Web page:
Grease is slippery as you may have noticed in your travels. The lense on my camera was a 70-200mm. Not an easy situation to work with. First I had to put the burger down. Then I cleaned the grease off my right hand with a napkin and some water from my bottle. Picking up a huge burger like this with one hand and holding it at arm's length without having the burger fall apart is a struggle, to put it mildly. While that is going on the right hand needs to hold the camera close to my chest after approximating a field of view. The final result is neither a technical or artistic masterpiece. I assure you, dear reader, that I did put my very best heartfelt effort into the venture.

The burger went down very well. I did, however, found myself with the urge to promise not to eat for the next two days. I sat in stuporous contentment for a solid twenty minutes afterwards. Culinary afterglow minus the cigarette.

Finally bestirring myself, I headed back towards the bike. Along the way I made some photos of the side dishes to street food.

One thing I have always enjoyed about Portland is the diversity among people. Like this couple.



This young woman had such colorful pink hair. I waited until she walked into a patch of sunshine then snapped the photo. I wanted to do justice to the brilliance of her hair coloring efforts.



There are times when a woman just can't decide which color she prefers. Pick some favorites and enjoy them all.



I met this young woman as she came out of a building. The contrast between the sexy way she was dressed and the utility of pulling this awkward hand truck intrigued me. I watched as the load tipped over on its side twice. By the second time I had caught up with her. Being every bit the gentleman I righted the load. Then I showed her how making sure the cargo was more balanced would really help her cause. They are hard to see in the photos but there are a couple of small elastic bands holding the load onto the cart. The young lady was impressed by my intelligence and manliness. At least I think so judging by the way she kept staring at my extended zoom lense. Being thus impressed she allowed me to adjust her bungies.

You can see that she still doesn't quite trust it all to work as she steps off the curb.



Reassured that my fix can be trusted she confidently heads across the street. I swear I only took this photo as a way to test my mastery of shutter speeds.



It's amazing to see how many people come out to obtain lunch from the food carts. There's a whole block of carts, each with their own cuisine. There's an equal abundance of willing customers.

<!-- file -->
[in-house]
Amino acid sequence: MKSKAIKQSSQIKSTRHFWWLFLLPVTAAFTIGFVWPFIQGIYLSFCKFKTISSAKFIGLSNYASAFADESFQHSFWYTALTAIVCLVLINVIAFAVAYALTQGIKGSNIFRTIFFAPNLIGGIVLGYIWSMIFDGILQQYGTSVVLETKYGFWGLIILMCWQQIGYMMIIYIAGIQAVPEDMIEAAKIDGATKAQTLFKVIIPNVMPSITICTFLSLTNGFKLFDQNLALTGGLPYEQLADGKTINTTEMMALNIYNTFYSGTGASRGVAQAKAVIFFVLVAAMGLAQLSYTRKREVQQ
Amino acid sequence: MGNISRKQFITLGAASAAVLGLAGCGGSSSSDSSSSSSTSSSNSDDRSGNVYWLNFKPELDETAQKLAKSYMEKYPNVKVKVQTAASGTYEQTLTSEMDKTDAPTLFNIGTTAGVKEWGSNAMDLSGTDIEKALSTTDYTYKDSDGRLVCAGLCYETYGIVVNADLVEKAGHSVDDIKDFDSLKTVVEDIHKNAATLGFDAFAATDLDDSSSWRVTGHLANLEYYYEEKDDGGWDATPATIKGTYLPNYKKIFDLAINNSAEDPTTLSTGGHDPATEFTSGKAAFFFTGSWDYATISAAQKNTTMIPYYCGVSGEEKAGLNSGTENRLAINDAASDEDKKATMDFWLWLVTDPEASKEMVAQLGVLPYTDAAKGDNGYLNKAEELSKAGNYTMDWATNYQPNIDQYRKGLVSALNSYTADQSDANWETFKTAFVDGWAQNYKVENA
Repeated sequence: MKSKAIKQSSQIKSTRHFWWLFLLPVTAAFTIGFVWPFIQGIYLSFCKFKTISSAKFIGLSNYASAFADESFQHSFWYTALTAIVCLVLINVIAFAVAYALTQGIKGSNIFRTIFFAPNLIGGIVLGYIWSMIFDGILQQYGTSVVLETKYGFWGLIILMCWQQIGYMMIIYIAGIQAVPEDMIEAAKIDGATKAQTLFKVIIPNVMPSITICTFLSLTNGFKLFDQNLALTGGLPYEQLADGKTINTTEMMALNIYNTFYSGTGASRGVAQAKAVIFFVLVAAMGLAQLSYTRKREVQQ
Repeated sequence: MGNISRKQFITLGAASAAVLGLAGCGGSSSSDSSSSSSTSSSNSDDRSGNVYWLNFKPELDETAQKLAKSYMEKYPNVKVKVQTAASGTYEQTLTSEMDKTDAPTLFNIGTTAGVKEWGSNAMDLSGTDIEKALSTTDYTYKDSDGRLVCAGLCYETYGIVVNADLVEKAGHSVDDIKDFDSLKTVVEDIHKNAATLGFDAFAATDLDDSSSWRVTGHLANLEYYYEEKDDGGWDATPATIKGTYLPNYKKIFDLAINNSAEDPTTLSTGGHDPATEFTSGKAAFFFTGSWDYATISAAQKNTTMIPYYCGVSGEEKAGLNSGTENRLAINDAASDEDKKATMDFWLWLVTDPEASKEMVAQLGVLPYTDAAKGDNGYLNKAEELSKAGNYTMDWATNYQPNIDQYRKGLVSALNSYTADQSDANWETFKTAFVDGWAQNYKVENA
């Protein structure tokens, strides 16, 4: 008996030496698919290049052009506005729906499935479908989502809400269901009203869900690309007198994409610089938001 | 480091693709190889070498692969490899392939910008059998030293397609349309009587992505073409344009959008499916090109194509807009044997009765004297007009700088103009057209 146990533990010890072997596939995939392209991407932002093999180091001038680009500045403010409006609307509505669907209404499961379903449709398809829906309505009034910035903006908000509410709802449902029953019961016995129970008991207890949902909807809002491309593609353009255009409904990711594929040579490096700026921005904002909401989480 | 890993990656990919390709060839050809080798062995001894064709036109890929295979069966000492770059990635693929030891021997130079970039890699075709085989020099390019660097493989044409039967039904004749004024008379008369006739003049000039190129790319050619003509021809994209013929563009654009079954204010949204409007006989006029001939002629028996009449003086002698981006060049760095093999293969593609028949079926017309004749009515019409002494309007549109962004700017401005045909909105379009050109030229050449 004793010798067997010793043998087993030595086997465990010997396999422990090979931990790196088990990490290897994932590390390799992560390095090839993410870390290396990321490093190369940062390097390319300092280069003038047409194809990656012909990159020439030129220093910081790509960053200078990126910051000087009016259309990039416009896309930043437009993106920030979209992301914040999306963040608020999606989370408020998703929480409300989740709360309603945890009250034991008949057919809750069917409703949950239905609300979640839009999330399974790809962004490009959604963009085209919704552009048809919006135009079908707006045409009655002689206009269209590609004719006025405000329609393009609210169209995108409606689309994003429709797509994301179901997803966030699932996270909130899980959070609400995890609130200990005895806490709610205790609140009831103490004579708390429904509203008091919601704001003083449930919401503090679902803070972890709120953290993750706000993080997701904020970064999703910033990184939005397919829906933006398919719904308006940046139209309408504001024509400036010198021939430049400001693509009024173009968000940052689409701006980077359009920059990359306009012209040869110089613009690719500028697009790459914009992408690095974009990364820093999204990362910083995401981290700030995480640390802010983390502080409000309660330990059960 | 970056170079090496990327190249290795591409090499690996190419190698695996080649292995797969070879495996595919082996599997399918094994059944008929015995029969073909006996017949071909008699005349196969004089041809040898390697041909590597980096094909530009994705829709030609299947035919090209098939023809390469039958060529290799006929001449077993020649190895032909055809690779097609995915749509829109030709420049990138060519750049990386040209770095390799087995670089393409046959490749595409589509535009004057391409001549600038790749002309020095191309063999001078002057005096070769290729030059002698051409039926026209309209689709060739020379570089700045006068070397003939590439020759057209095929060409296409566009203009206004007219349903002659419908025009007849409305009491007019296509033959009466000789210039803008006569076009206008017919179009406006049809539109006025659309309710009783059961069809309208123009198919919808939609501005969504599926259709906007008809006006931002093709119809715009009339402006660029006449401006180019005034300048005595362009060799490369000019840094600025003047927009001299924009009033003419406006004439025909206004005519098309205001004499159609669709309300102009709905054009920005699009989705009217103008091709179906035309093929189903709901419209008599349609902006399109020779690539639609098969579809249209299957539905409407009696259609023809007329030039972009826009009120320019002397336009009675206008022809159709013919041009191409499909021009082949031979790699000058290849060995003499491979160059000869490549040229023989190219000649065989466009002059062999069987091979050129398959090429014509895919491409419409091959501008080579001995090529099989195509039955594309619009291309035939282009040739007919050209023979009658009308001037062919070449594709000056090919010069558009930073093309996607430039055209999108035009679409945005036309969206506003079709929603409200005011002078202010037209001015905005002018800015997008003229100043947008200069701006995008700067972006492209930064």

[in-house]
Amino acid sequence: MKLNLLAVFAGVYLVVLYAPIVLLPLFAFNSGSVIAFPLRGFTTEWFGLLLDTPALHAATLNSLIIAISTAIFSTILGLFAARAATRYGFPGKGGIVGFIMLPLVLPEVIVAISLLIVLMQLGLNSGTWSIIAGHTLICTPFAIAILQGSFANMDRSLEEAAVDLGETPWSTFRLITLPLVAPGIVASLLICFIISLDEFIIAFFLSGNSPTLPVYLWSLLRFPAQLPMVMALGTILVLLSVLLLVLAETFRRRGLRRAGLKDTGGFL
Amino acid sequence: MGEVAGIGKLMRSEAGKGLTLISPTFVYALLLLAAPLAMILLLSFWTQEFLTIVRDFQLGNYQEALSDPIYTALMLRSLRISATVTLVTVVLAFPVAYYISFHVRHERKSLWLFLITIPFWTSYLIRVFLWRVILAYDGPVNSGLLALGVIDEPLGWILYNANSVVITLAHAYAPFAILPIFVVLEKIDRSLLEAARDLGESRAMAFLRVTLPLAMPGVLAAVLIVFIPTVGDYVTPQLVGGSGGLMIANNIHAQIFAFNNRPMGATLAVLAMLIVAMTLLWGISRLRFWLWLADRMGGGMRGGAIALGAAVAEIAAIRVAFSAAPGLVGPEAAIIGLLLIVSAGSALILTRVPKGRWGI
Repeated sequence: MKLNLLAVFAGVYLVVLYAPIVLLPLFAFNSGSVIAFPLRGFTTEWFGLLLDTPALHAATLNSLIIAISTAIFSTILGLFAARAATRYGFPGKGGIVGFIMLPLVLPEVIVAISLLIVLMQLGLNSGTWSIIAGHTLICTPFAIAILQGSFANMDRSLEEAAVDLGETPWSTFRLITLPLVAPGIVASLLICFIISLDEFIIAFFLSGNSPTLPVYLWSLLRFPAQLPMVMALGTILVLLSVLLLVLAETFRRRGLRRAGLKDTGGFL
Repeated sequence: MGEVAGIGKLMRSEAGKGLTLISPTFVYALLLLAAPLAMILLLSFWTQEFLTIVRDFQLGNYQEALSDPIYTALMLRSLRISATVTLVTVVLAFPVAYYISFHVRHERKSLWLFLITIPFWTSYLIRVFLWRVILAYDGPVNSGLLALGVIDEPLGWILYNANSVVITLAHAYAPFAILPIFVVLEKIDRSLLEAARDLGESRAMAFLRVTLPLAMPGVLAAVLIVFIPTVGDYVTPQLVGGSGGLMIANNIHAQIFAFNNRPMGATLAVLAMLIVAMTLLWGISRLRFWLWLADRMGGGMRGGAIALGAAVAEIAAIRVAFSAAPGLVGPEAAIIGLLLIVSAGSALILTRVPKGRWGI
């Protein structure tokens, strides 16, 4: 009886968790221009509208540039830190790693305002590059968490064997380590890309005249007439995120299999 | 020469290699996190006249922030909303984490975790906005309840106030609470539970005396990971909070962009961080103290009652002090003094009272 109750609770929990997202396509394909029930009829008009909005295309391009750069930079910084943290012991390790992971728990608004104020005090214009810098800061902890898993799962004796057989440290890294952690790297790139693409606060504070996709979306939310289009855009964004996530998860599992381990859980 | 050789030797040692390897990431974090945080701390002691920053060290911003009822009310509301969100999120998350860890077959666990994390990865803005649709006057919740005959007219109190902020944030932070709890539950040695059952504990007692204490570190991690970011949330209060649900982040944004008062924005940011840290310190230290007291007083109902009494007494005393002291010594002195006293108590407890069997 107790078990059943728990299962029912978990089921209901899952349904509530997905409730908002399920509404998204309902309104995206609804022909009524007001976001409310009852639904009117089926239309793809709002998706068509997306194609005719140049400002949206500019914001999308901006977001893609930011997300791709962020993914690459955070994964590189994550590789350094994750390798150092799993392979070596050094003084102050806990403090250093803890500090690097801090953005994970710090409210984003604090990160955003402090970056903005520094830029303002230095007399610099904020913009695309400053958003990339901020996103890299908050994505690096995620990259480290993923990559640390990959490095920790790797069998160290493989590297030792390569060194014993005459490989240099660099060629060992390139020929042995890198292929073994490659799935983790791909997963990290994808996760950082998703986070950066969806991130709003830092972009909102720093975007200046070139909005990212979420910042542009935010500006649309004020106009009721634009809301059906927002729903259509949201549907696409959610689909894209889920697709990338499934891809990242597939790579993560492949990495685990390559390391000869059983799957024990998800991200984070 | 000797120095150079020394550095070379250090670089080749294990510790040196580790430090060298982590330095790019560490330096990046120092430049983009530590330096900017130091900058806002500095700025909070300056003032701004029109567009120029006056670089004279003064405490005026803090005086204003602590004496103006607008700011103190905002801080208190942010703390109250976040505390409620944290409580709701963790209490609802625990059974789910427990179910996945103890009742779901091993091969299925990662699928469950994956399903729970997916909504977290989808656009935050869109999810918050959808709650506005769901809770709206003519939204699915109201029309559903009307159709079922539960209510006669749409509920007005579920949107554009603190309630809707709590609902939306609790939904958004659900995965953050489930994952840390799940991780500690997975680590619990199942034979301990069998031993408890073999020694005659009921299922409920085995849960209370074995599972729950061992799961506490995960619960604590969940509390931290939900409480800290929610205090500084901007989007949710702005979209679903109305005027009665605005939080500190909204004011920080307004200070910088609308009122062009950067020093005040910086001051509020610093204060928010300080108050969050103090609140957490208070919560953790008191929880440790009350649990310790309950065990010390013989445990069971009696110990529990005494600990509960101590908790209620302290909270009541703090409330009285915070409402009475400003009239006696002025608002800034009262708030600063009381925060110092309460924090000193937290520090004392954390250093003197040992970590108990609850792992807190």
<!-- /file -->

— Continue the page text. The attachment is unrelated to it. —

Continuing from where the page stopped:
There's more than one way to make an income from a row of food carts. This enterprising guy was offering music to eat by. A generous tip would not be discouraged, mind you. The woman looked like she was either going to make a personal request or show him how to finger a certain chord.



Something I find really interesting is that people always seem to notice the camera. The D7000 with the larger lense looks like a professional camera. I tried to keep some distance while using the zoom lense for my shots. For more personal photos I like to get close. For street scenes the zoom works well. Somebody's always staring at me, though. Like this guy.



Check out the guy with glasses to the left of the flag.



Also, this guy in the blue shirt. I don't know if it's simple curiosity, mistrust, or the hope of getting "discovered".



Not to be forgotten are two places around the corner. Got a hankering for Creole or Cajun? Check out the Swamp Shack. That's my idea of a food cart. Honest, I'm not lazy. The lack of exterior upkeep is simply a purposeful part of my decor! I didn't have the polarizer filter with me so I apologize for the glaring spot of sunshine. I'm actually just dang thankful there was some sun in the first place so I didn't want to do anything to insult it and make it go away.

Next to the Swamp Shack is a pizza place. Must be a hard choice. Hmmm, do I eat pizza or get some boiled crawdads? Chew through cheezy crust or pinch the tail and suck the head?

This is a Czech place, I think. Either way, I'm a firm believer in the "If you can't pronounce it you shouldn't be eating it" theory.



By the way, I'm now a professional photographer. I made a bit over thirty dollars for some downloads of photos I had uploaded to a stock agency. I expect the respect level from you all to go up accordingly. Notice how I used the word "up".

Hope you enjoyed my first travelogue and food review as an official member of the International Travel Writers and Photographer's Alliance!

Time to go ride some more. Maybe I should push the bike to burn off all these calories.

Miles and smiles,

Dan

22 comments:

Charlie6 said...

Irondad,

I think folks were out riding and just now catching up on posts.....its better to think its that rather than they've gotten turned off by the material....

Now, that picture of the schnitzel sandwich....THAT, was food porn.

mmmmmmmmmm, schnitzel....

dom

Redleg's Rides

Colorado Motorcycle Travel Examiner

RichardM said...

I had one of those burgers last summer when we were in Portland for a family reunion. We stayed in the hotel just down the street about a block or so. I'm amazed that no one complained about you taking pictures. And I am suitably impressed with your credentials.

Richard

bluekat said...

I love walking around the city. I could walk around Portland (or any city) all day long and never be bored. Thanks for sharing your adventure, now I want to go exploring myself. Nice series of photos from your day. I especially like the colorful characters.

I love street photography/candid portraits. I think it would be my favorite, but it doesn't mix well with timid personalities. I would love to try something like this guy is doing. I just don't have the nerve for it though. Congratulations on the sale. Very cool! Don't forget us little folk ;)

bobskoot said...

Irondad:

I love a greasy, cheese, bacon hamburger with tomato and lettuce, but I couldn't handle a one pounder.

I did a lot of street photography for a long time and I now dislike going downtown to snap photos of all the homesless and panhandlers.

If you had an articulating screen you could be snapping away, un-noticed. Small and discrete is better, don't you have a G12 ? put in manual mode and manual focus to shorten shutter lag.

Vancouver has just instituted a program like that where we can order more than just a hot dog

bob
Riding the Wet Coast

Allen Madding said...